The University of Miami safety, who made the most of his new high school surroundings from 1996-98, is now an All-American candidate as a senior. He is the leader of a secondary that will try to control Tennessee's passing game Saturday at Miami.
Sikes could have ended up like so many other misguided youngsters from impoverished homes. His father, who spent a large number of years in prison before dying of gunshot wounds when Sikes was eight years old, was never an influence in his son's development. Fortunately, Sikes' mother found a way to straighten her son out.
''My mom wanted something better for me,'' Sikes said of his high school change. ''I wasn't doing the right things. She saw me going in the same direction as my dad. The move to Pace got me away from where I was going.''
Not having a father figure or financial support for his mother made life difficult.
''It made it tough,'' Sikes said. ''It was tougher on my mom. He was in and out of prison, so I didn't see him much. It affected me long term. I have had a stepfather since I was 10, but it would have been nice to have a biological father there.''
At Pace, Sikes was able to avoid the temptations of drugs and other criminal activities. Rescued from the abyss of the street life chosen by so many of his former friends, Sikes began to devote time to a football career that would quickly blossom.
''I had a great coach and it was a great environment,'' Sikes said. ''It rubbed off on me. It always helps to have that kind of support. The school was smaller and more personal. The public schools in Miami are big and overcrowded. My graduating class at Pace had less than 300. I benefited from the experience.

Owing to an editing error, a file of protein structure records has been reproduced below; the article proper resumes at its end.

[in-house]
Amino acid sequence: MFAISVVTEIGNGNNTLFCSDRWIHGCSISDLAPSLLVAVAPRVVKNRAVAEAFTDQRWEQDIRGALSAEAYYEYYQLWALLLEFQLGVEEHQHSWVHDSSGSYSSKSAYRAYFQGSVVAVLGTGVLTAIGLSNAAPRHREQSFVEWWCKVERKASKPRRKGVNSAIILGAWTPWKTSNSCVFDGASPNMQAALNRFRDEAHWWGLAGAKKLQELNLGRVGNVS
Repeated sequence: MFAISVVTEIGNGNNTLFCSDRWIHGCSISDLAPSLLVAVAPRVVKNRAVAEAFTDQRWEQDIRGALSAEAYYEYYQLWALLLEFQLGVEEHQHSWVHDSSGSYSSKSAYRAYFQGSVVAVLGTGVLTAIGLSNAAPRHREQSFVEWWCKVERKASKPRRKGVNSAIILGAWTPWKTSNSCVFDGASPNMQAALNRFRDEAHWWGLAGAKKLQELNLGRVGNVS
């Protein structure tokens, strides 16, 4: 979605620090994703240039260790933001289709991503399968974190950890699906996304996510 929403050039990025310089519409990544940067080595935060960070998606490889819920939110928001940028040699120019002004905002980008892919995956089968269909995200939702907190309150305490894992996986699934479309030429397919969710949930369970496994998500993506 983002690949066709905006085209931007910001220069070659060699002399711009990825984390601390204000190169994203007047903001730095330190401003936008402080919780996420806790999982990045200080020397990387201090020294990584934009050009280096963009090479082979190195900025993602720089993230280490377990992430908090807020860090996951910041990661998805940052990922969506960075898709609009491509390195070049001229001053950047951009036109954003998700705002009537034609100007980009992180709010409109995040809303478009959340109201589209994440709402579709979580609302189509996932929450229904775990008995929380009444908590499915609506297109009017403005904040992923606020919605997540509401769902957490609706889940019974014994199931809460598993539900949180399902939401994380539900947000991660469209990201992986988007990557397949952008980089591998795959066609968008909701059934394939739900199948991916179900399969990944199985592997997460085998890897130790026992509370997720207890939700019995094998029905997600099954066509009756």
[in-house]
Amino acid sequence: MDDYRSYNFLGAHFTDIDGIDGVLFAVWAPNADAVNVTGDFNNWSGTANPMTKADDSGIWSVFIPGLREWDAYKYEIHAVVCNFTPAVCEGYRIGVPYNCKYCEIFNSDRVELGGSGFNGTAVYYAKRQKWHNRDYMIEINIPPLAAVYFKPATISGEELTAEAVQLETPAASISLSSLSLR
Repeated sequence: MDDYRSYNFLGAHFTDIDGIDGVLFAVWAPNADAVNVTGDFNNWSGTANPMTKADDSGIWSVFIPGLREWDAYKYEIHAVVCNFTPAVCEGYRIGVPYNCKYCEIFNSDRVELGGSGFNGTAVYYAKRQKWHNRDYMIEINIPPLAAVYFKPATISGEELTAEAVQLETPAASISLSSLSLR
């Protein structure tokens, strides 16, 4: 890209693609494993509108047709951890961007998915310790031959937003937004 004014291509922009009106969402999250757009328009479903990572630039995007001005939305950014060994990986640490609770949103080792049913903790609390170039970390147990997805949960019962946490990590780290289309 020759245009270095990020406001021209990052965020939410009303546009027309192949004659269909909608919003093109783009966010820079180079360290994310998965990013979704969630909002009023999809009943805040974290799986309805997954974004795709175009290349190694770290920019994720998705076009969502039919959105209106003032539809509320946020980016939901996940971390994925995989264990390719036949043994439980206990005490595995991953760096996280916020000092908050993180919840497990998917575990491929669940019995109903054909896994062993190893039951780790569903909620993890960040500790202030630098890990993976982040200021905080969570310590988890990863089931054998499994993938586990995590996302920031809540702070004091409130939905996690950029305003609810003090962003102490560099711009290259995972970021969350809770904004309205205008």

''If I hadn't gone there, I would have been skipping class and doing a lot of wrong things. We were skipping school and just worrying about football. I knew I needed to get out of there to be successful.''
Now that he has succeeded, Sikes is trying to be a positive influence on kids that share his past.
''I try to get out and talk to kids as much as possible,'' he said. ''I have been to my high school and elementary school. When I was little I didn't have anybody like that. Nobody taught us right from wrong. It was tough, so I feel we need to go back and help them. It's a way to talk to them with your helmet off, so they see who you are.''
That desire to help his fellow man has made Sikes a natural leader at Miami. His guidance will be necessary this week as the Hurricanes try to recover from a devastating loss to Virginia Tech. The setback knocked the Hurricanes out of the No. 2 position in the BCS, and they must regroup quickly if they are to remain in the hunt for a national championship game berth.
"We definitely have things to work on," Sikes said. ''There are some kinks to get out before the end of the season. We don't want to play our best game yet. We are working to get it right.''
Sikes says the Miami defense is making progress, despite last week's defeat. Much of Virginia Tech's offense was generated by its defense causing Miami turnovers.
''Our defense has come a long way since the start of the season,'' Sikes said. ''We are stopping the run better. We are doing things that should help us win.''
Though the recent loss will only lead to more talk about Oklahoma's supremacy over all of college football, Sikes says the Hurricanes believe they can compete with anybody.
''We don't compare ourselves to them,'' he said. ''If we get an opportunity to play them, we would love to. It's a big media thing that they are way above everybody else. We just want to play Miami football and see what happens.
''When everything is clicking, we can beat anybody. It's taking time to get there, but if we get there, it will be no contest.''